However, since this is basically a store inside a virtual mall, brands do not own the user data acquired.
In addition, the public eCommerce market is extremely concentrated. By 2021, the 3 top B2C platforms - Tmall, JD.com, and Pinduoduo - have already accounted for nearly 80% of the market.
Contrary to public traffic, private traffic is traffic on the brands' own channels. This includes their .cn website and the WeChat Mini Program we repeatedly mentioned above.
These channels allow them to own 100% of the user data which can be utilized for future marketing purposes. As a result, they can also avoid rising complexities related to secondary and third-party data capturing, consolidation, and processing due to the Authorities' crack-down on personal information protection.
Due to the growing competition on public platforms, acquisition costs have increased. Thus, many brands are diversifying their investments by aiming for private traffic as well.
Nevertheless, public traffic is still necessary for building brand awareness and online presence and generating sales in large volumes. This is simply because it offers more exposure and campaign opportunities, which is especially necessary during the initial market penetration.
Another thing is, competition on private traffic channels like WeChat is also growing much more intense.
The social platform is becoming more closely associated with e-Commerce and more brands are flooding in to reach their target market. Thus, users have become less inclined to open brand messages and push notifications.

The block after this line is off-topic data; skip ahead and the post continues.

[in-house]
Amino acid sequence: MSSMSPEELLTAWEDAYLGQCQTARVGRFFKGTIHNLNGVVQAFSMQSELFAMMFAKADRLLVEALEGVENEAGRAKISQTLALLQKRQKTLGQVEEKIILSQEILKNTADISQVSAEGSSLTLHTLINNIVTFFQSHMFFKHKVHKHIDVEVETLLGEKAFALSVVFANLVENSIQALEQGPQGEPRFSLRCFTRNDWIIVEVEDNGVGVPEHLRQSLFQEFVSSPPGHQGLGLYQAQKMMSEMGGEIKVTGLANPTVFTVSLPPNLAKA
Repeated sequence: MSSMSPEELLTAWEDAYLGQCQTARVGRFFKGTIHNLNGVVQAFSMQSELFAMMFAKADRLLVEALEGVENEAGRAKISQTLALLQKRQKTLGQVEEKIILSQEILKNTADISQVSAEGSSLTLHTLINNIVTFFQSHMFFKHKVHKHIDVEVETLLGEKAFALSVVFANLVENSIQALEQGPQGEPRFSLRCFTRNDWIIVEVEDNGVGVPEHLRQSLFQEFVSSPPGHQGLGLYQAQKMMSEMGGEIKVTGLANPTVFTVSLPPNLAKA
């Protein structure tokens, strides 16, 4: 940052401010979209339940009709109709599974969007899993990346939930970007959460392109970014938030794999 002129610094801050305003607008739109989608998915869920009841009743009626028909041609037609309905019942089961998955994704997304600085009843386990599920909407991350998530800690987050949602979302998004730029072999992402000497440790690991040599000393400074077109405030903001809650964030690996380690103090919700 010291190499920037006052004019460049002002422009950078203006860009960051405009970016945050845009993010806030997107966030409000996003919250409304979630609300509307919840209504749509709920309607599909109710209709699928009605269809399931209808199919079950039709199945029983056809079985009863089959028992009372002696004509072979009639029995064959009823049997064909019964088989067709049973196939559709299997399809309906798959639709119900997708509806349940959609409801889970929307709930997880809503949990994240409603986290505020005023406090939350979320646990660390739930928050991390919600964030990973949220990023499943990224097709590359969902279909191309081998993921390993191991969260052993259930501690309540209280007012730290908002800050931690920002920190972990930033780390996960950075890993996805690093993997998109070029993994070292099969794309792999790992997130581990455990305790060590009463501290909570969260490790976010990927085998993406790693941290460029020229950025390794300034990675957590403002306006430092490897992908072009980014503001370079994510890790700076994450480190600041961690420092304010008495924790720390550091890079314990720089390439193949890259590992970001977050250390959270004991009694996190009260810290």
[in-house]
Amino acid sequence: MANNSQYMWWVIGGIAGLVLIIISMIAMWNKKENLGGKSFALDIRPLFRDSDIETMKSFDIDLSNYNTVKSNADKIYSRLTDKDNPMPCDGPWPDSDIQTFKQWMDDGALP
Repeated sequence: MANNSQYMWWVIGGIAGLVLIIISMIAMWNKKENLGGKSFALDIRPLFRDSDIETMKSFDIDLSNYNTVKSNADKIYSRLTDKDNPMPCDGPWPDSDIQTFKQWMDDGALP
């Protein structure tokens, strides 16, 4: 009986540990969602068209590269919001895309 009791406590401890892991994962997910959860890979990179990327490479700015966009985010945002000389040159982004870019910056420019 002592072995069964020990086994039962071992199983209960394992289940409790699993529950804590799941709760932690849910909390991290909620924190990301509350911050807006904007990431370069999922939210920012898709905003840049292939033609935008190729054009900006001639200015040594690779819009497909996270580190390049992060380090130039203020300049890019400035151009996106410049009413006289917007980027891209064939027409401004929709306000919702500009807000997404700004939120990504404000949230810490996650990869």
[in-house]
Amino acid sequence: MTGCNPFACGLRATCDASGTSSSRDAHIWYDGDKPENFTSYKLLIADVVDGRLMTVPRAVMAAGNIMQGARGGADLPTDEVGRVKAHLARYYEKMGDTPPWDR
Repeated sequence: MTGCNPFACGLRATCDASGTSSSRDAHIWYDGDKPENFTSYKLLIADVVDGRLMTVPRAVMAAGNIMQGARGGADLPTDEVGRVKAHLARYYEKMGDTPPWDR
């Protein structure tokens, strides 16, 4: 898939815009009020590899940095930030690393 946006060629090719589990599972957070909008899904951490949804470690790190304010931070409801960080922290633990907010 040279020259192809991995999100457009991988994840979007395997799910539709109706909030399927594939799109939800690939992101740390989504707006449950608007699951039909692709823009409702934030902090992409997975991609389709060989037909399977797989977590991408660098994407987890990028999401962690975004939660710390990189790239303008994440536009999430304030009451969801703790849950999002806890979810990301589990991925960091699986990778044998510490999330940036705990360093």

Therefore, companies now need to build:
With the growing number of touchpoints and the increasing online shopping demand, brands need to incorporate end-to-end omnichannel strategies. As a result, they can effectively reach customers and create seamless multi-device and online-to-offline (O2O) experiences.
One of the most common (and best) approaches to "omnichannel" in China is leveraging both online and offline touchpoints.
In fact, despite the acceleration of online shopping since the COVID-19 pandemic, offline channels are not becoming obsolete. Instead, the latter witnesses a more rapid growth as well, as "there’s more of a shift toward a true omnichannel integration".
To elaborate, brands can utilize their online platforms to drive users from online to offline (O2O), especially with the help of Marketing Automation, CRM, and social CRM tools and WeCom to boost operational efficiency and conversions.